Review by Chris Murray
Frontline Ukraine: Crisis in the Borderlands
By Richard Sakwa; I.B. Tauris, 2015. GBP 18.99
ISBN-13: 978 1 78453 064 8
The ‘Ukrainian Crisis’ as we now refer to the events inside Ukraine since Maidan and Crimea has created a deeply troubling narrative in the west. Oversimplification abounds, something this writer is himself guilty of falling victim to at times. The events have been so immensely complicated and convoluted, so incomprehensible and have done so much to upset the Western perception of the global balance / world order that Russia is painted in a light that is far from reality. Putin is, unconstructively, painted as a crazed aggressor invading his neighbours in an attempt to establish ‘frozen conflicts’ without any real depth being provided in analysis concerning why the Kremlin has chosen the course it has.
This is not only a simplified but dangerous one-sided misrepresentation of reality. In the West, very little attention has been paid to the actual details on the ground and the domestic realities inside Ukraine that led to Maidan. Even less has been paid to the possibility of Western culpability in advancing events.
Richard Sakwa is a well-known and highly respected Professor of Russian and European politics at the University of Kent and associate fellow of the Russia and Eurasia programme at Chatham House who has published extensively on Russian and Eastern European politics. His latest work Frontline Ukraine: Crisis in the Borderlands published by I.B. Tauris is a brutal chiding of what has been the West’s rather simple, partisan, and at times misleading, approach to the Ukrainian Crisis.’ Our righteous indignation is cast aside by Sakwa who establishes a narrative fare more complex, a Russia for more nuanced in approach, and a West that is far less noble than it would like to see itself.
Sakwa’s approach is comprehensive, balanced, historically surefooted, pragmatic, and demonstrates an insight into events sorely lacking in Western discourse. Sakwa casts history in new light, the asymmetrical end of the Cold War, and although sympathetic to Ukrainian nationalist sentiment he pulls no punches concerning the deeply troubling foundations upon which this movement seeks to rest its nation. For Westerners who have considered the current crisis to be a new one, free of past troubles, this book is a deeply troubling read. It is a lesson of Moscow’s more acute awareness of the reality in which this situation is rooted. This is cause for us in the West to reconsider not necessarily the position held regarding Ukraine but certainly the simplicity to which we approach it. Ukraine is not simply a victim of Russian aggression (although it is that in some regard) it is itself an oppressor whose domestic issues has given cause to legitimate Russian concerns. Sakwa above all reminds us this is not a discussion of a Ukraine invaded so much as it is of a Ukrainian state that has failed internally and whose domestic issues have manifested themselves internationally. As Sakwa puts it, “The Ukrainian Revolution of February 2014 and the Donbas rebellion fed off each other, and were then exacerbated by geopolitical tensions.”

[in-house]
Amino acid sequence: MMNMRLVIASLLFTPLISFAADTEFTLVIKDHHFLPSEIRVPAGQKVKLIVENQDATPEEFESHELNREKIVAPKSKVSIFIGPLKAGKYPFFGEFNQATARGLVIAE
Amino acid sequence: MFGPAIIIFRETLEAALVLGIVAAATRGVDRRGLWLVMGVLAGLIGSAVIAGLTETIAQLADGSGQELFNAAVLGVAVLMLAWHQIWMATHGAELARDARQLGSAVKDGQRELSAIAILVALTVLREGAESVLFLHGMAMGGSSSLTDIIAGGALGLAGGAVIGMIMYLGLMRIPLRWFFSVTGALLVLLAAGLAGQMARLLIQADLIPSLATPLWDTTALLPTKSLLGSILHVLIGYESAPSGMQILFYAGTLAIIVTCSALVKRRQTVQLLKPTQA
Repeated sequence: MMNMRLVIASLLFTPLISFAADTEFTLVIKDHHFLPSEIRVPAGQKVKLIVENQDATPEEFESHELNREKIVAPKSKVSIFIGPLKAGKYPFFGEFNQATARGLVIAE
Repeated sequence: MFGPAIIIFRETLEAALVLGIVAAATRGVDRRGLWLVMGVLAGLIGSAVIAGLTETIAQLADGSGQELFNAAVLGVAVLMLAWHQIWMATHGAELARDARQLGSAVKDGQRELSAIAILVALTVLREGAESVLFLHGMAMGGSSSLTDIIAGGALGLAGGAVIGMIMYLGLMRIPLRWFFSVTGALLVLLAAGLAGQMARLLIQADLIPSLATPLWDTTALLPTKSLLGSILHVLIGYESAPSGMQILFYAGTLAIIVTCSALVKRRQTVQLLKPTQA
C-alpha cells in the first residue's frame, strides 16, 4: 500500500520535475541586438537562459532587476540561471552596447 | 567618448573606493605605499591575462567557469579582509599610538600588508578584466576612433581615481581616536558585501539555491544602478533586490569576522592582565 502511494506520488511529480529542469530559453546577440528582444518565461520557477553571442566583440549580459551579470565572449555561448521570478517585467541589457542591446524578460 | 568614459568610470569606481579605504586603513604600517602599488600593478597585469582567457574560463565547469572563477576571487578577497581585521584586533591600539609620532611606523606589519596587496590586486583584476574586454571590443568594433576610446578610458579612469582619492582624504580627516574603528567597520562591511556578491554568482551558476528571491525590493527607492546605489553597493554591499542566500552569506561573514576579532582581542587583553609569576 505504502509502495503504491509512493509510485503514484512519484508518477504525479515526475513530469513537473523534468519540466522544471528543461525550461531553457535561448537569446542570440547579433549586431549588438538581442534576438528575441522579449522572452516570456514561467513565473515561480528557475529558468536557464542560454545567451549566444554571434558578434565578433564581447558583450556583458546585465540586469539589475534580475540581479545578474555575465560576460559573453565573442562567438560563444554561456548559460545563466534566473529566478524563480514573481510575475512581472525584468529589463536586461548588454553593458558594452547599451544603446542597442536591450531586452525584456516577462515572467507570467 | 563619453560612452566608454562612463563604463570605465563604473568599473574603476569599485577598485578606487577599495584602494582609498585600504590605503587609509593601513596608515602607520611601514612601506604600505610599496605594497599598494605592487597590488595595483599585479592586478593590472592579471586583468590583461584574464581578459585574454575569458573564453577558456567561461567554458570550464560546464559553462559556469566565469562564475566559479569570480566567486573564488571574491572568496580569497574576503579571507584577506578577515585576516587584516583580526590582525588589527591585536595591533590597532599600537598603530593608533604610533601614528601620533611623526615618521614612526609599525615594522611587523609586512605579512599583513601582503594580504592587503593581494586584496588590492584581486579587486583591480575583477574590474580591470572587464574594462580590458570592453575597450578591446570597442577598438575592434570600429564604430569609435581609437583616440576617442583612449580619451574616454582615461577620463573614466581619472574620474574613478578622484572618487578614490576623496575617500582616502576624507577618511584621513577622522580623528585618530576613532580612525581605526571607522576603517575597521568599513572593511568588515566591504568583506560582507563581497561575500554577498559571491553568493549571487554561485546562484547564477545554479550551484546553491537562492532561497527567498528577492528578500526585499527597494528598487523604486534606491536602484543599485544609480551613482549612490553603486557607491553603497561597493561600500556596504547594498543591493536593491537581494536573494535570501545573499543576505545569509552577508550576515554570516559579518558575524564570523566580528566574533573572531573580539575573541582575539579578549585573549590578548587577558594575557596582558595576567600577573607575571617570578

Sakwa also argues against the narrative of a Russia hell bent on upending the international order. He reminds is that Russia’s track record under Putin has been to settle (amicably) far more territorially issues than it has created. It is instead the following, in Sakwa’s words, that is at the heart of the matter. It is “the fundamental inability of Kiev and its Western allies to understand that this was no simply an ‘invasion’ but a genuine revolt against a particular type of statehood that had long been unpopular in the south-east, and that the Ukrainian revolution only intensified, meant that they could not recognize the political subjectivity of the rebellion as a force with which there should be dialogue.”
I have written about using more ‘stick’ in dealing with Russia. I have, in part, fallen victim to the ratcheting up of rhetoric that has led to the portrayal of anyone with anything fair to say about ‘evil’ Putin’s Russia as an anti-western fool. The fact is that Russia has valid criticisms and we need to ‘look in the mirror before we look out the window.’ In doing so we might find we hold a larger share of the blame than we realize or are comfortable with. Frontline Ukraine is a reminder for us to stop playing zero-sum politics and accept that we will need to not only accept Russia has having a valid view but also that some of our positions may need to be called into question.
This is the only way to work towards rapprochement, which is desperately required to address the current situation. We need not more stick, nor more carrot, just more acknowledgement of equals with different points of view that may sometimes conflict but are often equally valid. Sakwa makes a strong case for reconsidering the hardening stance the West has taken regarding Russia. For someone such as myself who claims to be an authority on this part of the world it was a humbling read that put me in my place and was a stark reminder of how easy it is to get lost in the immenseness of international affairs.